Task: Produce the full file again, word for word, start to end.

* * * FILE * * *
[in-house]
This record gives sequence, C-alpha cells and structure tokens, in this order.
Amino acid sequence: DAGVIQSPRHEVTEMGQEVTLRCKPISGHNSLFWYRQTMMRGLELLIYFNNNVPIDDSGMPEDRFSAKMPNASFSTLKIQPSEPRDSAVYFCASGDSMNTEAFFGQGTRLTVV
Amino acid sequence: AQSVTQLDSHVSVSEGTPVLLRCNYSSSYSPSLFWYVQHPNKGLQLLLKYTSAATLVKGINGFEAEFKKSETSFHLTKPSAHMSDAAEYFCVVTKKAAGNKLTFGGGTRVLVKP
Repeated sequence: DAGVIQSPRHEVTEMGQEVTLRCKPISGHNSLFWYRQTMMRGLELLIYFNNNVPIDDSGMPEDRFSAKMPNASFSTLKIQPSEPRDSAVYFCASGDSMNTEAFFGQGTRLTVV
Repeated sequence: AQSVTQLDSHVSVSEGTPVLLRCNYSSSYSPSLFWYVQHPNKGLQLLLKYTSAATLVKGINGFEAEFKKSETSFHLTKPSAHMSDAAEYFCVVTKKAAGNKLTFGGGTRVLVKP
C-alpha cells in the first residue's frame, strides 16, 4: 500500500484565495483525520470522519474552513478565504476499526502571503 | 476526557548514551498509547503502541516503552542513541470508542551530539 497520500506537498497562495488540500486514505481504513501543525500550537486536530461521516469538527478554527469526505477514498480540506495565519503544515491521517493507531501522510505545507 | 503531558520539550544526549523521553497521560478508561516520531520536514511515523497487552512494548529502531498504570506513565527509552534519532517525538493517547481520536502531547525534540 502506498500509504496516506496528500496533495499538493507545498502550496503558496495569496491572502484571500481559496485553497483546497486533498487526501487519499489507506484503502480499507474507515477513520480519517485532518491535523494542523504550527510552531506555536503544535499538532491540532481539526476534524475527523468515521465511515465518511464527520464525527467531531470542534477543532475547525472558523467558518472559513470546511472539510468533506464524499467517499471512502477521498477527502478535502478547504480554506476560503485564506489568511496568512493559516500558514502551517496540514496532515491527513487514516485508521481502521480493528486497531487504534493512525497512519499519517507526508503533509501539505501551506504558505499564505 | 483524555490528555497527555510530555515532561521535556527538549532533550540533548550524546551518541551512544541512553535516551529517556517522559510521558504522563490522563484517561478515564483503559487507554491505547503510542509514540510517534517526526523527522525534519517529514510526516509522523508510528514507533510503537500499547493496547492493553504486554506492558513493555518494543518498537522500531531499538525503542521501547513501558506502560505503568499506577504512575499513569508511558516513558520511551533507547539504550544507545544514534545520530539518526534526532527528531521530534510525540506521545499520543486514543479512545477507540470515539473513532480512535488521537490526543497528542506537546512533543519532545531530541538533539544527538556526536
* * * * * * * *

[in-house]
This record gives sequence, C-alpha cells and structure tokens, in this order.
Amino acid sequence: DAGVIQSPRHEVTEMGQEVTLRCKPISGHNSLFWYRQTMMRGLELLIYFNNNVPIDDSGMPEDRFSAKMPNASFSTLKIQPSEPRDSAVYFCASGDSMNTEAFFGQGTRLTVV
Amino acid sequence: AQSVTQLDSHVSVSEGTPVLLRCNYSSSYSPSLFWYVQHPNKGLQLLLKYTSAATLVKGINGFEAEFKKSETSFHLTKPSAHMSDAAEYFCVVTKKAAGNKLTFGGGTRVLVKP
Repeated sequence: DAGVIQSPRHEVTEMGQEVTLRCKPISGHNSLFWYRQTMMRGLELLIYFNNNVPIDDSGMPEDRFSAKMPNASFSTLKIQPSEPRDSAVYFCASGDSMNTEAFFGQGTRLTVV
Repeated sequence: AQSVTQLDSHVSVSEGTPVLLRCNYSSSYSPSLFWYVQHPNKGLQLLLKYTSAATLVKGINGFEAEFKKSETSFHLTKPSAHMSDAAEYFCVVTKKAAGNKLTFGGGTRVLVKP
C-alpha cells in the first residue's frame, strides 16, 4: 500500500484565495483525520470522519474552513478565504476499526502571503 | 476526557548514551498509547503502541516503552542513541470508542551530539 497520500506537498497562495488540500486514505481504513501543525500550537486536530461521516469538527478554527469526505477514498480540506495565519503544515491521517493507531501522510505545507 | 503531558520539550544526549523521553497521560478508561516520531520536514511515523497487552512494548529502531498504570506513565527509552534519532517525538493517547481520536502531547525534540 502506498500509504496516506496528500496533495499538493507545498502550496503558496495569496491572502484571500481559496485553497483546497486533498487526501487519499489507506484503502480499507474507515477513520480519517485532518491535523494542523504550527510552531506555536503544535499538532491540532481539526476534524475527523468515521465511515465518511464527520464525527467531531470542534477543532475547525472558523467558518472559513470546511472539510468533506464524499467517499471512502477521498477527502478535502478547504480554506476560503485564506489568511496568512493559516500558514502551517496540514496532515491527513487514516485508521481502521480493528486497531487504534493512525497512519499519517507526508503533509501539505501551506504558505499564505 | 483524555490528555497527555510530555515532561521535556527538549532533550540533548550524546551518541551512544541512553535516551529517556517522559510521558504522563490522563484517561478515564483503559487507554491505547503510542509514540510517534517526526523527522525534519517529514510526516509522523508510528514507533510503537500499547493496547492493553504486554506492558513493555518494543518498537522500531531499538525503542521501547513501558506502560505503568499506577504512575499513569508511558516513558520511551533507547539504550544507545544514534545520530539518526534526532527528531521530534510525540506521545499520543486514543479512545477507540470515539473513532480512535488521537490526543497528542506537546512533543519532545531530541538533539544527538556526536